You have a performance coming up at Body&Soul, has that live set-up stuck, or is it still in a state of flux.
Yeah it is. What you saw at the RHA was definitely a very new interpretation of the live set for us, and we’re a lot happier with it. It will be something in that vein, but we will try to reinterpret it again every time. Just to keep ourselves interested, we’ll look at it again before that show, and ask, do we need to change the core ingredients? But that idea of having a certain amount of ideas and having the improvisation on the spot, that kind of philosophy remains.
When I saw you perform that time, you had big kick drum with the robotic arms playing it. Can you tell me about how that works? Is it part of the musical performance or is it more symbolic?
It’s kind of both. Owen builds a lot of these MIDI-triggered acoustic instruments. The drums are being triggered by his software controller. There are the robotic drums and he also re-samples from this contraption that’s like a long piece of wood with pieces of holes in it which he rubs a drumstick up and down. He’s making a lot of these things in the background. Some of them he uses, some of them he doesn’t.
I guess he wants to blur the line of whether it’s an overt stage prop or not, of what’s doing what. He’ll take triggers from the live kick-drum sound and mix them back into the synthetic sounds, or the field recording sounds that are coming from the samplers to blur the lines of what’s acoustic and what’s synthetic. Hopefully, it’s just creating a more interesting sonic palette over all.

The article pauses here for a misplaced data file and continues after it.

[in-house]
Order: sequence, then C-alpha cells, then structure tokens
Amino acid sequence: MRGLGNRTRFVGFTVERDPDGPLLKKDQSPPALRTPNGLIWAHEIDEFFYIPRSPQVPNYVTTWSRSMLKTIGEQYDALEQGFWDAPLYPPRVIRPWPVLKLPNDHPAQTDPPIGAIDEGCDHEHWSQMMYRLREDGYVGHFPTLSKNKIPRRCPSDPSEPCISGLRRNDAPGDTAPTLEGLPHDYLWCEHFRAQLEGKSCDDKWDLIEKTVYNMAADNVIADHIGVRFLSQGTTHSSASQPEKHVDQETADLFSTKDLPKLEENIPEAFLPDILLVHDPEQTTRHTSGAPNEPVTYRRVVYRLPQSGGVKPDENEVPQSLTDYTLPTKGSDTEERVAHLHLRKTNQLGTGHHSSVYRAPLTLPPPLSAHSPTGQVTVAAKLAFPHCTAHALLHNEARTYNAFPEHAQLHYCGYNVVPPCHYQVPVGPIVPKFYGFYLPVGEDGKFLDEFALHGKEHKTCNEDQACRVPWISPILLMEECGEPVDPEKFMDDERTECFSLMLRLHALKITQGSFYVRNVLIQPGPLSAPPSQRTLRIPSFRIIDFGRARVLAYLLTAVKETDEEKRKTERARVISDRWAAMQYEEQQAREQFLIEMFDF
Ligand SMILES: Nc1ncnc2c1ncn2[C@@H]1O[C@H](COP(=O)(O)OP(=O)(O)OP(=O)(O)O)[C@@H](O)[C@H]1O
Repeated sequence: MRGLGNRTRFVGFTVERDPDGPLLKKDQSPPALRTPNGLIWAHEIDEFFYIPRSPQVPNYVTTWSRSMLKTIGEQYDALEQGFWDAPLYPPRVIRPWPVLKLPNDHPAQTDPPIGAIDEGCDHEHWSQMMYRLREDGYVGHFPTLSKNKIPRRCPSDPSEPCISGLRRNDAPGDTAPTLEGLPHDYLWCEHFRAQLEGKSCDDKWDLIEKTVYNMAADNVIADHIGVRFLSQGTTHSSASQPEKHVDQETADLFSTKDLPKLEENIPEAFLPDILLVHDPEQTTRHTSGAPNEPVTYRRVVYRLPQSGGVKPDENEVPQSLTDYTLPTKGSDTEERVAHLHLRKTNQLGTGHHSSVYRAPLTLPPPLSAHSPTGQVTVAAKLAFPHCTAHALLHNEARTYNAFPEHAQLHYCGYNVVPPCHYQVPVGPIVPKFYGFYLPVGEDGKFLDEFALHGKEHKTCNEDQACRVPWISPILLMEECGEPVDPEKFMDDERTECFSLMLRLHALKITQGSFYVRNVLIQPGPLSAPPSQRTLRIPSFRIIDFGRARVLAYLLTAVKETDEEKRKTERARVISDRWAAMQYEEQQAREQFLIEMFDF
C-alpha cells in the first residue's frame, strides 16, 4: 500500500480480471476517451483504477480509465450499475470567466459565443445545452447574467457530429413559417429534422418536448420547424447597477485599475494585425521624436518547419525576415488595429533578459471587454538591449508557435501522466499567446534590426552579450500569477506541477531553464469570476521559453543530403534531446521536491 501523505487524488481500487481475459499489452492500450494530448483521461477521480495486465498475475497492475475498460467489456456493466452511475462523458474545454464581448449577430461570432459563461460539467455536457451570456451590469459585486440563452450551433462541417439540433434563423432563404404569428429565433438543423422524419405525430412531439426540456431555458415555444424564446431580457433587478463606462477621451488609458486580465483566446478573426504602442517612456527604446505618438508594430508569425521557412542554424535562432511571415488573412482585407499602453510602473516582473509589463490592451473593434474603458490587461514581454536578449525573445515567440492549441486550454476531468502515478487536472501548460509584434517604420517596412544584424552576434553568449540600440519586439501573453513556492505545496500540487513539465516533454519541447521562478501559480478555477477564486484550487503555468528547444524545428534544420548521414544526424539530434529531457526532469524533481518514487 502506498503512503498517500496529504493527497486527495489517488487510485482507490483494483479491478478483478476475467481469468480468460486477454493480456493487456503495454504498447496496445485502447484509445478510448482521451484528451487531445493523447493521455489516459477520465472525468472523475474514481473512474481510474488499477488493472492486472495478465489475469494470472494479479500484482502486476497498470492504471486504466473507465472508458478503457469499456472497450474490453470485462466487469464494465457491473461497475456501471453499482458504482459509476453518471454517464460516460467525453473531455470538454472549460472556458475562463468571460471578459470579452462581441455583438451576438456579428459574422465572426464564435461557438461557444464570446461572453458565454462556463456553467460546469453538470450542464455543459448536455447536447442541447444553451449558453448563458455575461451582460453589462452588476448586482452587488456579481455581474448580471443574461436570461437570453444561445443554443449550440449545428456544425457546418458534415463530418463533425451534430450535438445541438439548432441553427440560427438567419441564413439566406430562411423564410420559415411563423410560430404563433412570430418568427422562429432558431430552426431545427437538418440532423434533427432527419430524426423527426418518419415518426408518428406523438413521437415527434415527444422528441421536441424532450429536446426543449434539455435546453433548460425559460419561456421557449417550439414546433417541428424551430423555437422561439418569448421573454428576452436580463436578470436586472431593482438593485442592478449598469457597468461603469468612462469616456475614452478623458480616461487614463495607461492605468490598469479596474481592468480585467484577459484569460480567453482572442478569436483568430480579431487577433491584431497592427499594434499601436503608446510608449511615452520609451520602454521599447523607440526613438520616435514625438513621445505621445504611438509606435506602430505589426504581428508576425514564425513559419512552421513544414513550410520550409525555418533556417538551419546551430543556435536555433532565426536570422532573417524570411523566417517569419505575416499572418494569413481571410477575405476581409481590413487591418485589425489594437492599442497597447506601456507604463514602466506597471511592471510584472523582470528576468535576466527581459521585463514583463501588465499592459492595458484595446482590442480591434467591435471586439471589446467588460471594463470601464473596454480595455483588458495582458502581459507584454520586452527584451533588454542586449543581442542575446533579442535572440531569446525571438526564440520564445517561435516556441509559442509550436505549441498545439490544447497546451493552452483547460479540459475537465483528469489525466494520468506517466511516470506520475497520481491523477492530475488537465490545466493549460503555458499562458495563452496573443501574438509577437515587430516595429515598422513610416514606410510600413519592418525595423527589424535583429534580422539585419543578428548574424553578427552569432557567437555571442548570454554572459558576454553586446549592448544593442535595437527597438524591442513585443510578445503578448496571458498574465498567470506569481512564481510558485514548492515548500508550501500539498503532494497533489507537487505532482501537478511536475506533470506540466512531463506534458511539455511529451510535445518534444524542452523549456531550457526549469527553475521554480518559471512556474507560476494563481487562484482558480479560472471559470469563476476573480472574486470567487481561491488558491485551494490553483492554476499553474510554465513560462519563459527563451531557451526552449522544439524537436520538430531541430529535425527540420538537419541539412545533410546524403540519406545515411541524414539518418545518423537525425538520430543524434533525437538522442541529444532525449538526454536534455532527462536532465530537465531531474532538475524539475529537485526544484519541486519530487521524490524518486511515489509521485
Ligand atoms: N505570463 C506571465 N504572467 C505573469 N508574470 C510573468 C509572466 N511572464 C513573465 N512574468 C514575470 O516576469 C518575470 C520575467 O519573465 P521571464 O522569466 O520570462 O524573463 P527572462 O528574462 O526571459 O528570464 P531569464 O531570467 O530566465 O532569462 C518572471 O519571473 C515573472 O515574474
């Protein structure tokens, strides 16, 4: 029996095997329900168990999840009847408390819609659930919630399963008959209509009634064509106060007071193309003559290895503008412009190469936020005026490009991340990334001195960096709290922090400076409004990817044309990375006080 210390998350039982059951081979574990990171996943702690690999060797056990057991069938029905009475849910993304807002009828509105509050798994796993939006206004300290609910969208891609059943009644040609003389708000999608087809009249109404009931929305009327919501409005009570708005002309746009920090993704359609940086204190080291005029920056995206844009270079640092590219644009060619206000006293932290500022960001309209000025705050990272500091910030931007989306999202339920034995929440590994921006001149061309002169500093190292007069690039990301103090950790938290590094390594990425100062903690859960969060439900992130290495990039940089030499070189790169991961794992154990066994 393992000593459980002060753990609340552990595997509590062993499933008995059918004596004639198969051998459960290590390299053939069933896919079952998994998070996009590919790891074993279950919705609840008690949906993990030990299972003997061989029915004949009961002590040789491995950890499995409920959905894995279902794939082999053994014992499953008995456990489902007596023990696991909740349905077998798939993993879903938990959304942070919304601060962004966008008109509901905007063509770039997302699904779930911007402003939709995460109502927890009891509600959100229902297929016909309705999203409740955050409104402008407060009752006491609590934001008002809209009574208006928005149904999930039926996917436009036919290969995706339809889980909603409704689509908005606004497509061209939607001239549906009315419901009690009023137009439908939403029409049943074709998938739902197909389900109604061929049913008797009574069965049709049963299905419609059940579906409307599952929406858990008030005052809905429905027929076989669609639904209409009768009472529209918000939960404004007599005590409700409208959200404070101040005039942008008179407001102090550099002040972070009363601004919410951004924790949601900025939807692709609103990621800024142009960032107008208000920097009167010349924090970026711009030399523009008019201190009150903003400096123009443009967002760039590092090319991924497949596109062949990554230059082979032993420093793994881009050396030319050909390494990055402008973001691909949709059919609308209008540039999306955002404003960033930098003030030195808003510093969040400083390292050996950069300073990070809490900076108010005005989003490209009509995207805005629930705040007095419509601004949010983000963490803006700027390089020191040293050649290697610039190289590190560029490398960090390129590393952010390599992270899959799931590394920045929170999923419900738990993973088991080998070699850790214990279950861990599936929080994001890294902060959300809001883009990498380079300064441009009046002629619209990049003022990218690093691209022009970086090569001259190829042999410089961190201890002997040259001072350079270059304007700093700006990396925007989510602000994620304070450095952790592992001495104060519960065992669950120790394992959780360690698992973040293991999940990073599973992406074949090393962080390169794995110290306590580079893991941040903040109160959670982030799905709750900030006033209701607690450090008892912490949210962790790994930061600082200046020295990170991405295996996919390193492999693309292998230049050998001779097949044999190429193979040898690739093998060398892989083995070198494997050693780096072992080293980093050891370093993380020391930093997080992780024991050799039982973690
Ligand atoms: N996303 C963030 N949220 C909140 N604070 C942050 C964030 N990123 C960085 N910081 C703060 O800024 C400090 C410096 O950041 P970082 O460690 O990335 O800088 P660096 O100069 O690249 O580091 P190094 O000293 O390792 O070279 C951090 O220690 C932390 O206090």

You released a record last year. There was quite a gap between this and the last release and quite a silence. Can you tell me about the idea behind that record Organs? And will you be making another one?
Yeah, we plan on putting third EP, a lot quicker! We had a lot of material for the second EP, Organs, and we weren’t really sure how to put it together, and we revisited a lot of the tracks. Then all of sudden we put it out quite quickly when we were happy with it. We’re going through that process again, but I think quicker this time.
We used to be album diehards, but we also don’t really want to put out ten tracks just for the sake of it, if we’re only really excited about four or five of them, so that’s the reason for the format. We generally have a whole bunch of things and then pick those that work best together.
Can I ask you a question about releasing your last record in concrete? Were they actually made of concrete? I’ve never seen one…
I think the guy in the Record Spot might have bought one, I don’t know if he keeps it in the shop. That was Owen’s idea. I think he felt kind of constricted by the various formats, how things have changed in the last few years. It was kind of a statement of sorts, or a critique, or a two-fingers to the various formats and processes that the industry puts you in. Even the left-of-centre underground, you have a vinyl-only release, or a vinyl and digital release, there’s quite a limited number of options. So we said we’re not going to have artwork on a vinyl sleeve, our artwork is this ridiculous thing, which may be worth nothing or may be worth a lot, depending on how you want to interpret it. It’s not something you’re going to sell a thousand of online, due to postal restrictions or whatever, but we did actually sell a few of them funnily enough. We weren’t happy with the ideas we had for how it was going to be visually or commercially represented. Sarah Doyle who’s a great photographer took some photos of it, and that ended up being a nice visual representation of the EP.
Forrests play Body&Soul Festival which takes place at Ballinlough Castle, County Westmeath from Friday 17th to Sunday 19th June. Forrests are joined on the bill by The Gloaming, Sun Kil Moon, Hudson Mohawke, Floating Points, Junior Boys, Mbongwana Star and a host of other acts and treats. To grab one of the remaining tickets, go to bodyandsoul.ie
You can check out Forrest’s Tarifa and Organs at forrestsforrests.com
Words: Ian Lamont
Photos: Sarah Doyle